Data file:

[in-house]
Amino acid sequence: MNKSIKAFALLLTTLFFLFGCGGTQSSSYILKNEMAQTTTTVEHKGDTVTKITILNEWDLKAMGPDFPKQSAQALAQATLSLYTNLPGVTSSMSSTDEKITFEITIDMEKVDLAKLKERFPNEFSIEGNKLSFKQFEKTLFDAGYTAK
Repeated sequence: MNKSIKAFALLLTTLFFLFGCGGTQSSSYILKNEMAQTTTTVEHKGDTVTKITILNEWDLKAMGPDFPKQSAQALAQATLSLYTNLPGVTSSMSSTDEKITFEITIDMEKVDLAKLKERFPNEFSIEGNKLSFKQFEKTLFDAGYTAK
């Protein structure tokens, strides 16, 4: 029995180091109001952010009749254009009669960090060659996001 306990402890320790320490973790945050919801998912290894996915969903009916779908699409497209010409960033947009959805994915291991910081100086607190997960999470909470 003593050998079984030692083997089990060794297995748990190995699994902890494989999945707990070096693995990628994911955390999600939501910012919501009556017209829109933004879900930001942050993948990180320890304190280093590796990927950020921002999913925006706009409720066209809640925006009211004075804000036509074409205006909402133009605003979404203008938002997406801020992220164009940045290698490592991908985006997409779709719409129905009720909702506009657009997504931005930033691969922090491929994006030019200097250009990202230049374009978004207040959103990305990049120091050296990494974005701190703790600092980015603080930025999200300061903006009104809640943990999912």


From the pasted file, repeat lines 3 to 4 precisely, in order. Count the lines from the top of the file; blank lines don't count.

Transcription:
Repeated sequence: MNKSIKAFALLLTTLFFLFGCGGTQSSSYILKNEMAQTTTTVEHKGDTVTKITILNEWDLKAMGPDFPKQSAQALAQATLSLYTNLPGVTSSMSSTDEKITFEITIDMEKVDLAKLKERFPNEFSIEGNKLSFKQFEKTLFDAGYTAK
């Protein structure tokens, strides 16, 4: 029995180091109001952010009749254009009669960090060659996001 306990402890320790320490973790945050919801998912290894996915969903009916779908699409497209010409960033947009959805994915291991910081100086607190997960999470909470 003593050998079984030692083997089990060794297995748990190995699994902890494989999945707990070096693995990628994911955390999600939501910012919501009556017209829109933004879900930001942050993948990180320890304190280093590796990927950020921002999913925006706009409720066209809640925006009211004075804000036509074409205006909402133009605003979404203008938002997406801020992220164009940045290698490592991908985006997409779709719409129905009720909702506009657009997504931005930033691969922090491929994006030019200097250009990202230049374009978004207040959103990305990049120091050296990494974005701190703790600092980015603080930025999200300061903006009104809640943990999912």